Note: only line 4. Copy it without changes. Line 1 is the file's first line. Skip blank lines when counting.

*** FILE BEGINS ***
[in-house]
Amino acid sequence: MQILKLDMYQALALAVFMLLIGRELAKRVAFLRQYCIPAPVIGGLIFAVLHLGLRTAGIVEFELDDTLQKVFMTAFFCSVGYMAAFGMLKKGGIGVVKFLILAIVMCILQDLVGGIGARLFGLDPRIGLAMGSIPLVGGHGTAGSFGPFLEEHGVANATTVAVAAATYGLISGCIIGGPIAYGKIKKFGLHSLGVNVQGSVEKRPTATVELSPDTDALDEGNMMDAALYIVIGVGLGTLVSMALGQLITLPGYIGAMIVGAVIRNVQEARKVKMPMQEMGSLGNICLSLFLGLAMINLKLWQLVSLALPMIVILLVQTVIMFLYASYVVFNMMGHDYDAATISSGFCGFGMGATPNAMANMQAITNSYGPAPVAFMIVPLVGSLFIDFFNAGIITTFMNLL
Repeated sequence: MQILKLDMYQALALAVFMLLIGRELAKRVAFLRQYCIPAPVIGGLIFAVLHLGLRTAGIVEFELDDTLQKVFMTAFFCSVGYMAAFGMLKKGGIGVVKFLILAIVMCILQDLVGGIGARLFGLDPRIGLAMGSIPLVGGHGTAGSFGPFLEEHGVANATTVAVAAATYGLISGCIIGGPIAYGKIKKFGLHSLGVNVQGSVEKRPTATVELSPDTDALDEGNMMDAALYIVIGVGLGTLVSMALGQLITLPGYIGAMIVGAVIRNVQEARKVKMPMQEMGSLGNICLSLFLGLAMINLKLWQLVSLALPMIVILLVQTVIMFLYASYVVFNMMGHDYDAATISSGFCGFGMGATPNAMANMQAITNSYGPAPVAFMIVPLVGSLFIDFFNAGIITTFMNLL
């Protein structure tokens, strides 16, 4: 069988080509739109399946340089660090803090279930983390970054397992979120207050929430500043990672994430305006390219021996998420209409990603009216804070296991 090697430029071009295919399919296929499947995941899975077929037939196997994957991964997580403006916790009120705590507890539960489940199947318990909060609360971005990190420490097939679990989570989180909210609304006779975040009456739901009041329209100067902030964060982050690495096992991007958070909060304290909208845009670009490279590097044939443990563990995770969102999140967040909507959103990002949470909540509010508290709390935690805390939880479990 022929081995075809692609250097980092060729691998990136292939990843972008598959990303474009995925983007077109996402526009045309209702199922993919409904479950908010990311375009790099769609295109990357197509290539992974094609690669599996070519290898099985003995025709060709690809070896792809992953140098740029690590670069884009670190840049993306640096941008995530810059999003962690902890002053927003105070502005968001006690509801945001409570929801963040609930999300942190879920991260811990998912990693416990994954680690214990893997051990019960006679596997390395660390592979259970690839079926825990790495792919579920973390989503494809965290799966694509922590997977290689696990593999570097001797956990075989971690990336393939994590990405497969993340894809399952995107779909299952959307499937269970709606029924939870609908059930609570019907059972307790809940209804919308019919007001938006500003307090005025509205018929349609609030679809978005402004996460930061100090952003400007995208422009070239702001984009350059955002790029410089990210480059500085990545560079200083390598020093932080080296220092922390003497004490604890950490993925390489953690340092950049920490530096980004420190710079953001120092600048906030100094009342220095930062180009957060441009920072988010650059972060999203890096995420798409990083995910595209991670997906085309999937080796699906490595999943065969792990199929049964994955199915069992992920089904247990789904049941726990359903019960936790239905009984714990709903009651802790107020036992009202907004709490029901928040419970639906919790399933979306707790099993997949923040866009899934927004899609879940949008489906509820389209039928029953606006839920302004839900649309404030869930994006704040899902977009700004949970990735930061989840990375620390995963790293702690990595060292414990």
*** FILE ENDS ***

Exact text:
């Protein structure tokens, strides 16, 4: 069988080509739109399946340089660090803090279930983390970054397992979120207050929430500043990672994430305006390219021996998420209409990603009216804070296991 090697430029071009295919399919296929499947995941899975077929037939196997994957991964997580403006916790009120705590507890539960489940199947318990909060609360971005990190420490097939679990989570989180909210609304006779975040009456739901009041329209100067902030964060982050690495096992991007958070909060304290909208845009670009490279590097044939443990563990995770969102999140967040909507959103990002949470909540509010508290709390935690805390939880479990 022929081995075809692609250097980092060729691998990136292939990843972008598959990303474009995925983007077109996402526009045309209702199922993919409904479950908010990311375009790099769609295109990357197509290539992974094609690669599996070519290898099985003995025709060709690809070896792809992953140098740029690590670069884009670190840049993306640096941008995530810059999003962690902890002053927003105070502005968001006690509801945001409570929801963040609930999300942190879920991260811990998912990693416990994954680690214990893997051990019960006679596997390395660390592979259970690839079926825990790495792919579920973390989503494809965290799966694509922590997977290689696990593999570097001797956990075989971690990336393939994590990405497969993340894809399952995107779909299952959307499937269970709606029924939870609908059930609570019907059972307790809940209804919308019919007001938006500003307090005025509205018929349609609030679809978005402004996460930061100090952003400007995208422009070239702001984009350059955002790029410089990210480059500085990545560079200083390598020093932080080296220092922390003497004490604890950490993925390489953690340092950049920490530096980004420190710079953001120092600048906030100094009342220095930062180009957060441009920072988010650059972060999203890096995420798409990083995910595209991670997906085309999937080796699906490595999943065969792990199929049964994955199915069992992920089904247990789904049941726990359903019960936790239905009984714990709903009651802790107020036992009202907004709490029901928040419970639906919790399933979306707790099993997949923040866009899934927004899609879940949008489906509820389209039928029953606006839920302004839900649309404030869930994006704040899902977009700004949970990735930061989840990375620390995963790293702690990595060292414990």